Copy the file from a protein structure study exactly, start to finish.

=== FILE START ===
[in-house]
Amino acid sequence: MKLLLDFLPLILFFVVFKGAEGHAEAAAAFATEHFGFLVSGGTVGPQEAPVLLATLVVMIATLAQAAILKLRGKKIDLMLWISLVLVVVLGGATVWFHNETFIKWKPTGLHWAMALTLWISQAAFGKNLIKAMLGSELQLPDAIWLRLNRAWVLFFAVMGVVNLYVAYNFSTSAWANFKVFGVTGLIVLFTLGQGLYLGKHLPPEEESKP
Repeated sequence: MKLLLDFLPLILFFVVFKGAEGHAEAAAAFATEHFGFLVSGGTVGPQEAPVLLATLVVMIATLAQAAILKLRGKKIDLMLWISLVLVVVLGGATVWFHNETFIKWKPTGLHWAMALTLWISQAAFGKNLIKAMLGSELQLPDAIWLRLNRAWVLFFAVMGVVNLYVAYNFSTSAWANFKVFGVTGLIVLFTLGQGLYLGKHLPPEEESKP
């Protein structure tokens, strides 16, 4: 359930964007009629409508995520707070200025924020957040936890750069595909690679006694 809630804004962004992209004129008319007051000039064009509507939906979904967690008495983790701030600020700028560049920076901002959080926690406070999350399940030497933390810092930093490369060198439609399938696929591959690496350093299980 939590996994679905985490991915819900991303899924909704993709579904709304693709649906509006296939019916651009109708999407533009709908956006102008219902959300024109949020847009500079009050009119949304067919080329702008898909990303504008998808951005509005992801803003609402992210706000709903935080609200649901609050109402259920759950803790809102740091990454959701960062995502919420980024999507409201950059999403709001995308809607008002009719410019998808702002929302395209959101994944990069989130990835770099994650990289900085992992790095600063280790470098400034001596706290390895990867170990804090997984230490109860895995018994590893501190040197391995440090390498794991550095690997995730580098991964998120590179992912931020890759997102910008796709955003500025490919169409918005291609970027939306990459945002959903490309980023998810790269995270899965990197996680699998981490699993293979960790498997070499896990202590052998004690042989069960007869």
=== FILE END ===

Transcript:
[in-house]
Amino acid sequence: MKLLLDFLPLILFFVVFKGAEGHAEAAAAFATEHFGFLVSGGTVGPQEAPVLLATLVVMIATLAQAAILKLRGKKIDLMLWISLVLVVVLGGATVWFHNETFIKWKPTGLHWAMALTLWISQAAFGKNLIKAMLGSELQLPDAIWLRLNRAWVLFFAVMGVVNLYVAYNFSTSAWANFKVFGVTGLIVLFTLGQGLYLGKHLPPEEESKP
Repeated sequence: MKLLLDFLPLILFFVVFKGAEGHAEAAAAFATEHFGFLVSGGTVGPQEAPVLLATLVVMIATLAQAAILKLRGKKIDLMLWISLVLVVVLGGATVWFHNETFIKWKPTGLHWAMALTLWISQAAFGKNLIKAMLGSELQLPDAIWLRLNRAWVLFFAVMGVVNLYVAYNFSTSAWANFKVFGVTGLIVLFTLGQGLYLGKHLPPEEESKP
């Protein structure tokens, strides 16, 4: 359930964007009629409508995520707070200025924020957040936890750069595909690679006694 809630804004962004992209004129008319007051000039064009509507939906979904967690008495983790701030600020700028560049920076901002959080926690406070999350399940030497933390810092930093490369060198439609399938696929591959690496350093299980 939590996994679905985490991915819900991303899924909704993709579904709304693709649906509006296939019916651009109708999407533009709908956006102008219902959300024109949020847009500079009050009119949304067919080329702008898909990303504008998808951005509005992801803003609402992210706000709903935080609200649901609050109402259920759950803790809102740091990454959701960062995502919420980024999507409201950059999403709001995308809607008002009719410019998808702002929302395209959101994944990069989130990835770099994650990289900085992992790095600063280790470098400034001596706290390895990867170990804090997984230490109860895995018994590893501190040197391995440090390498794991550095690997995730580098991964998120590179992912931020890759997102910008796709955003500025490919169409918005291609970027939306990459945002959903490309980023998810790269995270899965990197996680699998981490699993293979960790498997070499896990202590052998004690042989069960007869």